Section 10(a) of the Partnership Agreement provides that "[s]ubject to any applicable FmHA regulations, Cash Flow for each fiscal year (or fractional portion thereof) shall be distributed to repay any outstanding Operating Deficit Notes. Any remaining Cash Flow for any such year shall, within 120 days after the end of each fiscal year, be distributed 10% to the General Partner and 90% to the Limited Partner." Doc. #1 at ¶ 13. Plaintiff alleges that Defendant Gann failed to distribute remaining Cash Flow as required by Section 10(a). Id. at ¶ 14.

Section 12(a) of the Partnership Agreement requires that "[t]he General Partner shall keep, or cause to be kept, complete and accurate books with respect to the partnership. Each month the General Partner shall send a copy of the managing report... to the Limited Partner regarding the financial condition and the affairs of the [Partnership's project]." Doc. #1-1 at § 12(a). Section 12(b) requires that the General Partner prepare "an annual report... which reflects the Partnership's financial position for such fiscal year." Id. at § 12(b). Section 18 directs the General Partner to "perform the day-to-day management of the Project." Id. at § 18(a). Plaintiff alleges that Defendant Gann failed to comply with Sections 12 and 18 of the Partnership Agreement. Doc. #1 at ¶¶ 18, 20.

On June 28, 2013, Plaintiff and Defendant Gann held a partnership meeting. Doc. #1 at ¶¶ 21-22. At the meeting, Plaintiff, acting as the sole Limited Partner, voted to remove Defendant Gann from the position of General Partner. Id. at ¶ 23. Since the vote, Defendant Gann has refused to step down as General Partner. Id. at ¶ 26.

On September 6, 2013, Plaintiff filed the instant action. Doc. #1. In his complaint, Plaintiff asserts causes of action for: (1) accounting; (2) conversion; (3) breach of fiduciary duties; (4) breach of contract; (5) constructive trust arising from Defendant Gann's alleged breach of fiduciary duty; (6) declaratory judgment and injunctive relief preventing Defendant Gann from acting as General Partner; (7) declaratory judgment and injunctive relief in aid of dissolution of the Partnership; and (8) dissolution of the Partnership. Doc. #1. Additionally, Plaintiff seeks punitive damages. Doc. #1 at ¶¶ 69-71.


Motions to Dismiss

28 U.S.C. § 1332(a) provides that "[t]he district courts shall have original jurisdiction of all civil actions where the matter in controversy exceeds the sum or value of $75, 000, exclusive of interest and costs, and is between... citizens of different states." "For purposes of federal diversity jurisdiction, [a limited] partnership is considered a citizen of every state of which a general or a limited partner is a citizen." Bankston v. Burch, 27 F.3d 164, 166 (5th Cir. 1994).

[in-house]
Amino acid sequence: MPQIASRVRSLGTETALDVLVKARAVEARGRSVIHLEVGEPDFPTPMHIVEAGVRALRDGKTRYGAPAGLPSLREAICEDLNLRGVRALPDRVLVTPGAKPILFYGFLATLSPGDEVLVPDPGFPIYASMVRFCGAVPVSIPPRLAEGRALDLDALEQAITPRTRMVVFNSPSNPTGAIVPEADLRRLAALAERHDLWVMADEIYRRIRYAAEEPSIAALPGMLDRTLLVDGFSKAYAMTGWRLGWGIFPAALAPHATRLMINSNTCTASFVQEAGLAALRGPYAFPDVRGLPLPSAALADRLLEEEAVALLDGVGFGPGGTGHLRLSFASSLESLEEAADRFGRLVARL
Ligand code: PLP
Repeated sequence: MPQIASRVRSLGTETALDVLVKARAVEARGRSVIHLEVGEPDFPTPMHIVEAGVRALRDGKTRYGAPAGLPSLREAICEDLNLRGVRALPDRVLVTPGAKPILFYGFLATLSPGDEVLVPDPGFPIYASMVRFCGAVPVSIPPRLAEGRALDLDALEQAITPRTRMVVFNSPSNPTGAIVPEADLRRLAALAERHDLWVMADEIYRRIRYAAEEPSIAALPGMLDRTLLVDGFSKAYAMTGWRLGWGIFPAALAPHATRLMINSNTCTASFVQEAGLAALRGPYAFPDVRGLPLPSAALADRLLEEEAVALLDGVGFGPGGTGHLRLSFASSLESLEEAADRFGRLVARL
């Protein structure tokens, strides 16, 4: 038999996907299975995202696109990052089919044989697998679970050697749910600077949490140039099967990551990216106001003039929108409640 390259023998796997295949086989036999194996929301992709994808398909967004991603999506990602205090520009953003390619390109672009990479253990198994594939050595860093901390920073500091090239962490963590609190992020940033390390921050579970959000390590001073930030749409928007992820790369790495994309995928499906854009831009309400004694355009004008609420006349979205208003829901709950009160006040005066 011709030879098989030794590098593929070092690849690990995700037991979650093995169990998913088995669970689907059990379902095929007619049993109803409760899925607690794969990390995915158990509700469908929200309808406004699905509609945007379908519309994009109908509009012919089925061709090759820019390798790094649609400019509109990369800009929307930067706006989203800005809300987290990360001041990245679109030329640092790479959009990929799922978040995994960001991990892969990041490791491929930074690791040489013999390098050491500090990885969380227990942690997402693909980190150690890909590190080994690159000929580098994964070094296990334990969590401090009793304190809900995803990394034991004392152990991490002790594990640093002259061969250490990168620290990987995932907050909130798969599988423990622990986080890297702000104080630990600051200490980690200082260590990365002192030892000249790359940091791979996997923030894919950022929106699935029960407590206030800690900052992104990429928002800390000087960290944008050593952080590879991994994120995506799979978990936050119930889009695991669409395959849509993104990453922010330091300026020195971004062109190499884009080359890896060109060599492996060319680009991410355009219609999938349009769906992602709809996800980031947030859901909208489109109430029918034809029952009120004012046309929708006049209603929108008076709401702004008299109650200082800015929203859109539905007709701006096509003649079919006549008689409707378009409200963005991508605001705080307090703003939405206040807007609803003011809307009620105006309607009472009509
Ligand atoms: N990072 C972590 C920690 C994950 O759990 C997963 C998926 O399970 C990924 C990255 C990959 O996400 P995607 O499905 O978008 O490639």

On May 22, 2014, this Court, observing that this action involved a suit by a Limited Partner against his partnership, ordered Plaintiff to show cause why the case should not be dismissed for lack of subject-matter jurisdiction due to inadequate allegations of diversity. Doc. #30. On June 2, 2014, Plaintiff responded to the order by arguing that he asserts only direct (rather than derivative) claims, and that direct claims brought against a partnership meet the diversity requirement. Doc. #31 at ¶ 13. On June 5, 2014, Defendant Gann filed a motion to dismiss for lack of subject-matter jurisdiction. Doc. #32. In his motion, Defendant Gann asserts that Plaintiff's claims are derivative and that, as such, dismissal for lack of subject-matter jurisdiction is required. Id. Plaintiff responded by re-asserting that his claims are not derivative. Doc. #34.

While a partnership is deemed to be a citizen of each state where a general or a limited partner is a citizen, "the citizenship of a limited partnership may be disregarded for diversity purposes in a direct individual action brought by a limited partner against a general partner." Moore v. Simon Enters., Inc., 919 F.Supp. 1007, 1009 (N.D. Tex. 1995). However, if a plaintiff "brings derivative claims as well as direct claims, [the] action must be dismissed...." Frye Family P'ship v. Rought Creek Investors GP, LLC, No. 4:11-cv-193, 2011 WL 3299932, at *3 (E.D. Tex. Jul. 8, 2011) (citing Bankston, 27 F.3d at 166-67).